Rene´ Pujol's restaurant conversion initiative is a pioneering effort in New York City and there are few protocols for interaction between city agencies and worker co-ops. The state returned their application for a business license as a worker cooperative three times because it was unaccustomed to dealing with a worker cooperative. Prior to the conversion the workers of Rene´ Pujol belonged to a union that had no experience in dealing with a worker owned restaurant. Thus, the cooperative and the union need to figure out their roles in their new partnership. Moreover, there are no support institutions based in New York City to help capitalize or train new worker cooperatives. Through extensive internet research and contacts made at the Eastern Conference for Workplace Democracy, Rene' Pujol has developed its own support network. The ICA Group (, a community economic development group based in Brookline, MA. which specializes in employee-owned businesses, has helped to finance the worker owner purchase of the shares to the business.

The New York restaurant market is one of the most competitive markets in the world and this market poses the biggest challenge to the Rene' Pujol worker cooperative. A successful restaurant operates with, at least, a 10% profit margin. There is little room for error. Business in the theater district is seasonal with the most of the revenue generated between November and January. The restaurant industry is subject to the whims of fashions -- culinary and political! -- and a number of the most famous French restaurants in New York City have closed in recent years.

The new Rene´ Pujol is poised to succeed as they are expanding their tradition of culinary excellence. We had the pleasure of dining there and the entire experience was exquisite. The ambiance is elegant but warm, inviting, and spacious by Manhattan standards. The main dining room is centered by a large brick fireplace which is lit during the winter. The staff is professional and friendly. The food, you ask? -- delicious French cuisine at its best. One does well to avoid the theatre seating hour to enjoy in a leisurely way the delightful journey from the freshly baked rolls to the chocolate blueberry cheesecake or apricot tart at dessert. In between, the chilled cucumber and dill soup was silky smooth and a perfect respite from the hot summer day. Courses from the chef's tasting menu ranged from the pan seared skate fish in a butter caper sauce, to a dry aged beef, to the potato pancake and spinach topped with bearnaise sauce, followed by the quail and risotto. Our taste buds were rewarded with the subtle flavors that each course provided. Dinner prices are moderate by Manhattan standards and the prix fixe lunches and dinners provide a way to savor regularly the joys of Rene' Pujol.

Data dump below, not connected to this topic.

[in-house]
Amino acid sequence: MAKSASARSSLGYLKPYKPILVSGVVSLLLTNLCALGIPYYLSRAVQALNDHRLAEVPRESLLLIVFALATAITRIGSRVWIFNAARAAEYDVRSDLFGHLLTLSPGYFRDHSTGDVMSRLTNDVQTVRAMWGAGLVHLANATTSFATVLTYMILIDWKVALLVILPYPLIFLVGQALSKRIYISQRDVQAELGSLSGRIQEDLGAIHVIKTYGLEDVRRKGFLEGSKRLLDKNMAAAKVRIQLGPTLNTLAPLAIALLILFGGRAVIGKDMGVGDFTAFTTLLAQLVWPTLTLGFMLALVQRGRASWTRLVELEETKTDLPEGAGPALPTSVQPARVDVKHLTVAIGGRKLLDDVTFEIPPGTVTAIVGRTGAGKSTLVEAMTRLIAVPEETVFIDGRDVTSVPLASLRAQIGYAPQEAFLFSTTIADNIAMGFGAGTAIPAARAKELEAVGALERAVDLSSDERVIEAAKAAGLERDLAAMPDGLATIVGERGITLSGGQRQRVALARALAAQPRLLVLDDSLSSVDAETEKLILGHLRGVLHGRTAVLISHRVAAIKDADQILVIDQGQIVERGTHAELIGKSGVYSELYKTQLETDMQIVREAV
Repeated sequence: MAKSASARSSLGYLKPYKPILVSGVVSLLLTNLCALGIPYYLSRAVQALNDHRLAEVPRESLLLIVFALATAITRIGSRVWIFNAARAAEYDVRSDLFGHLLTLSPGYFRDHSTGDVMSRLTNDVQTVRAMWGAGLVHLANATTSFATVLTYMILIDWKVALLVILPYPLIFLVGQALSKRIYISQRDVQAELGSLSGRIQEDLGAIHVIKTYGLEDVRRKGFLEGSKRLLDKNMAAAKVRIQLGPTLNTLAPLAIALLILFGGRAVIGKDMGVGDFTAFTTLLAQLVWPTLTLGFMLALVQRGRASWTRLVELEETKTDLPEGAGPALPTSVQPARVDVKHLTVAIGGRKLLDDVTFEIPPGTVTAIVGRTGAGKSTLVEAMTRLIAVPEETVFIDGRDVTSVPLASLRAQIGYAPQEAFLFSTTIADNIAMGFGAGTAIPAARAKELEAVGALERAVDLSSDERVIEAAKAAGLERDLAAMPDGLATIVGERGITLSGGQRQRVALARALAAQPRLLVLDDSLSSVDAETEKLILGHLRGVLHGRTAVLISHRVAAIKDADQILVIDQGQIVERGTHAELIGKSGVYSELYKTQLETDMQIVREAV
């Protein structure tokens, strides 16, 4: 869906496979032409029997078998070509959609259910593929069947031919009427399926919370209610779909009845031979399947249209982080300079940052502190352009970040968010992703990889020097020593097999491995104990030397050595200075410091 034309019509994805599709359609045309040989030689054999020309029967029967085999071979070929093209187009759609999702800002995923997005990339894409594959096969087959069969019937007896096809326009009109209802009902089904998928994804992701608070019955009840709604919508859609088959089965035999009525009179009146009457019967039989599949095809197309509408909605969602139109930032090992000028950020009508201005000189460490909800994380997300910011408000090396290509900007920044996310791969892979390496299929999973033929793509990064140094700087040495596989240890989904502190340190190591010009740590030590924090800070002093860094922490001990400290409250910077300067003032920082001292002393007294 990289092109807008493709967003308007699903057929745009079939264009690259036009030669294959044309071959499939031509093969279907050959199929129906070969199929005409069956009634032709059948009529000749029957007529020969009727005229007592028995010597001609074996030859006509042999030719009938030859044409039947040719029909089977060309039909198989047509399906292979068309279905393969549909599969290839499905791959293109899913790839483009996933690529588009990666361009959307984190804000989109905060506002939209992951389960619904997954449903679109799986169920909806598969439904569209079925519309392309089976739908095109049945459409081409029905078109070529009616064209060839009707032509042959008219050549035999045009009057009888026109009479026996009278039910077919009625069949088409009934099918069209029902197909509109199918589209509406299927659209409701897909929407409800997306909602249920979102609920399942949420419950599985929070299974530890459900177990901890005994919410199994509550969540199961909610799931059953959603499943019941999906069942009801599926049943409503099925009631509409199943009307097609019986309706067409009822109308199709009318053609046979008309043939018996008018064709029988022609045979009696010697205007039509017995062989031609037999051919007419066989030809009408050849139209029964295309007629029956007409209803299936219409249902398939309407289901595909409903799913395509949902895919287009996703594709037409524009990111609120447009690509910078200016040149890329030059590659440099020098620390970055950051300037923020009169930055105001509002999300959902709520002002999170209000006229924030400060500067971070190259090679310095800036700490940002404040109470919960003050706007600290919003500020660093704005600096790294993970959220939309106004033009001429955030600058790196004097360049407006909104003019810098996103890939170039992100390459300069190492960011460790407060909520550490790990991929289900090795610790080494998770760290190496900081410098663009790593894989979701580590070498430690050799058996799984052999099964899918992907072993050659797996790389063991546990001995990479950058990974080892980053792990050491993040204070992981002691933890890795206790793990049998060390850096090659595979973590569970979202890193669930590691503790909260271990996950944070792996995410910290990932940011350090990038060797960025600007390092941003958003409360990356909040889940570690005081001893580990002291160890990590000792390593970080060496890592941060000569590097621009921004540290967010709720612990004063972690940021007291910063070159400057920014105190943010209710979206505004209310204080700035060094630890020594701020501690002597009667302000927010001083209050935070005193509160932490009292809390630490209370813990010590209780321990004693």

While it continues to serve great food and develop a firm footing as a worker cooperative, Rene' Pujol is considering other future business innovations. It has a tradition of accepting culinary school interns and they are contemplating starting a "culinary boot camp" for those considering a career in the culinary arts. (Potential interns are encouraged to contact the restaurant.) With a little luck and their extraordinary hard work, the worker cooperative pioneers at Rene' Pujol will succeed and maybe, other Gotham restaurants will follow their recipe.